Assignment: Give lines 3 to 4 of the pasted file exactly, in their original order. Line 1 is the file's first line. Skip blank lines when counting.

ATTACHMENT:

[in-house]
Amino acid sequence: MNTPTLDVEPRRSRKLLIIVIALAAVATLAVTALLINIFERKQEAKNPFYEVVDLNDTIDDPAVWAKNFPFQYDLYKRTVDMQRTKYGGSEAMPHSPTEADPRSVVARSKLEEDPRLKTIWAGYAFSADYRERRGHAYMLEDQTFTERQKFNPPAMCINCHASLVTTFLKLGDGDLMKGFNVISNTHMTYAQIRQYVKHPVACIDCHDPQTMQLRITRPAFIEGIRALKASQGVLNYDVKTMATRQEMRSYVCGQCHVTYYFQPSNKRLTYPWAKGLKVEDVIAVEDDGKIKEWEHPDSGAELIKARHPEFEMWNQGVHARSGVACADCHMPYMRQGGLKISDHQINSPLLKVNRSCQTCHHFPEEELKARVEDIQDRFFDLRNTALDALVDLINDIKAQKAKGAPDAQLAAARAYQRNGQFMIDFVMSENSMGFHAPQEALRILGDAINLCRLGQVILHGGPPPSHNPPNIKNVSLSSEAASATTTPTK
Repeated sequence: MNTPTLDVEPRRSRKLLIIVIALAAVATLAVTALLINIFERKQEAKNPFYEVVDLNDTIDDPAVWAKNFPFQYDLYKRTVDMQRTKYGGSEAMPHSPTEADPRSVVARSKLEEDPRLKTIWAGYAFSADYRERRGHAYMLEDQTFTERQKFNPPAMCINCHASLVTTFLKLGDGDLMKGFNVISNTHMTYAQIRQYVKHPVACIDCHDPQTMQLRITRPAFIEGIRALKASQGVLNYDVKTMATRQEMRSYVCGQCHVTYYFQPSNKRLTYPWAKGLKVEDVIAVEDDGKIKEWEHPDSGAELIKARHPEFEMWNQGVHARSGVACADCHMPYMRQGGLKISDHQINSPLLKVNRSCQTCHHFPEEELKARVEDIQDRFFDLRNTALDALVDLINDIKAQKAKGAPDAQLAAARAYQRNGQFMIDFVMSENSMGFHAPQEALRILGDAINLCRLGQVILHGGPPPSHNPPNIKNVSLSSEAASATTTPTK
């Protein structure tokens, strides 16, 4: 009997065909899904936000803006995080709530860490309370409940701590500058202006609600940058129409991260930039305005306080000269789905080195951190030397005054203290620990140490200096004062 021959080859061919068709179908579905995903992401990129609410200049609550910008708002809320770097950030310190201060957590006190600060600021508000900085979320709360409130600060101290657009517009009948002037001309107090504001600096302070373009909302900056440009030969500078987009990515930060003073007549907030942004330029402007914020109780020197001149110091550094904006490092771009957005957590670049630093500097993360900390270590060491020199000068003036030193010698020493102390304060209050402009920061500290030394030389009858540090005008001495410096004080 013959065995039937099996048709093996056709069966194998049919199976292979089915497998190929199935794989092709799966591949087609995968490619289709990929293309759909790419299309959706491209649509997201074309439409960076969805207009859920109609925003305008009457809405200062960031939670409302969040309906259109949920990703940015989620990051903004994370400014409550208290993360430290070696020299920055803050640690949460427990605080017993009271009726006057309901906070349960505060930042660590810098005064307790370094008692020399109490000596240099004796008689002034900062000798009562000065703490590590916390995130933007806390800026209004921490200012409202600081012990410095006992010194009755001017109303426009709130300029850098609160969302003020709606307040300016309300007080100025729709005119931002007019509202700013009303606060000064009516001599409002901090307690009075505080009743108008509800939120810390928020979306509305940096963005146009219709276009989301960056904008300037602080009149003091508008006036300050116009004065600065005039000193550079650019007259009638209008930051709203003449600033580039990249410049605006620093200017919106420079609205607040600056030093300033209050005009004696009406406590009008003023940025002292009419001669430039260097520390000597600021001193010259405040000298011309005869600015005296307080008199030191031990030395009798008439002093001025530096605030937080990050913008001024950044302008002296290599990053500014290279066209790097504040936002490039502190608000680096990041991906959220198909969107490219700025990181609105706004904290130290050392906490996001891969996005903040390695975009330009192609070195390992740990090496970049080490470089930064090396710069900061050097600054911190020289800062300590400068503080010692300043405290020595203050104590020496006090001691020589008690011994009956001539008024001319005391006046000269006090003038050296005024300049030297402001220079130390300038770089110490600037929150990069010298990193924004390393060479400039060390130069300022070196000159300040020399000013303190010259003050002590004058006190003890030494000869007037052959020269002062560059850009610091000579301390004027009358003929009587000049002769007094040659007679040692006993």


Repeated sequence: MNTPTLDVEPRRSRKLLIIVIALAAVATLAVTALLINIFERKQEAKNPFYEVVDLNDTIDDPAVWAKNFPFQYDLYKRTVDMQRTKYGGSEAMPHSPTEADPRSVVARSKLEEDPRLKTIWAGYAFSADYRERRGHAYMLEDQTFTERQKFNPPAMCINCHASLVTTFLKLGDGDLMKGFNVISNTHMTYAQIRQYVKHPVACIDCHDPQTMQLRITRPAFIEGIRALKASQGVLNYDVKTMATRQEMRSYVCGQCHVTYYFQPSNKRLTYPWAKGLKVEDVIAVEDDGKIKEWEHPDSGAELIKARHPEFEMWNQGVHARSGVACADCHMPYMRQGGLKISDHQINSPLLKVNRSCQTCHHFPEEELKARVEDIQDRFFDLRNTALDALVDLINDIKAQKAKGAPDAQLAAARAYQRNGQFMIDFVMSENSMGFHAPQEALRILGDAINLCRLGQVILHGGPPPSHNPPNIKNVSLSSEAASATTTPTK
């Protein structure tokens, strides 16, 4: 009997065909899904936000803006995080709530860490309370409940701590500058202006609600940058129409991260930039305005306080000269789905080195951190030397005054203290620990140490200096004062 021959080859061919068709179908579905995903992401990129609410200049609550910008708002809320770097950030310190201060957590006190600060600021508000900085979320709360409130600060101290657009517009009948002037001309107090504001600096302070373009909302900056440009030969500078987009990515930060003073007549907030942004330029402007914020109780020197001149110091550094904006490092771009957005957590670049630093500097993360900390270590060491020199000068003036030193010698020493102390304060209050402009920061500290030394030389009858540090005008001495410096004080 013959065995039937099996048709093996056709069966194998049919199976292979089915497998190929199935794989092709799966591949087609995968490619289709990929293309759909790419299309959706491209649509997201074309439409960076969805207009859920109609925003305008009457809405200062960031939670409302969040309906259109949920990703940015989620990051903004994370400014409550208290993360430290070696020299920055803050640690949460427990605080017993009271009726006057309901906070349960505060930042660590810098005064307790370094008692020399109490000596240099004796008689002034900062000798009562000065703490590590916390995130933007806390800026209004921490200012409202600081012990410095006992010194009755001017109303426009709130300029850098609160969302003020709606307040300016309300007080100025729709005119931002007019509202700013009303606060000064009516001599409002901090307690009075505080009743108008509800939120810390928020979306509305940096963005146009219709276009989301960056904008300037602080009149003091508008006036300050116009004065600065005039000193550079650019007259009638209008930051709203003449600033580039990249410049605006620093200017919106420079609205607040600056030093300033209050005009004696009406406590009008003023940025002292009419001669430039260097520390000597600021001193010259405040000298011309005869600015005296307080008199030191031990030395009798008439002093001025530096605030937080990050913008001024950044302008002296290599990053500014290279066209790097504040936002490039502190608000680096990041991906959220198909969107490219700025990181609105706004904290130290050392906490996001891969996005903040390695975009330009192609070195390992740990090496970049080490470089930064090396710069900061050097600054911190020289800062300590400068503080010692300043405290020595203050104590020496006090001691020589008690011994009956001539008024001319005391006046000269006090003038050296005024300049030297402001220079130390300038770089110490600037929150990069010298990193924004390393060479400039060390130069300022070196000159300040020399000013303190010259003050002590004058006190003890030494000869007037052959020269002062560059850009610091000579301390004027009358003929009587000049002769007094040659007679040692006993």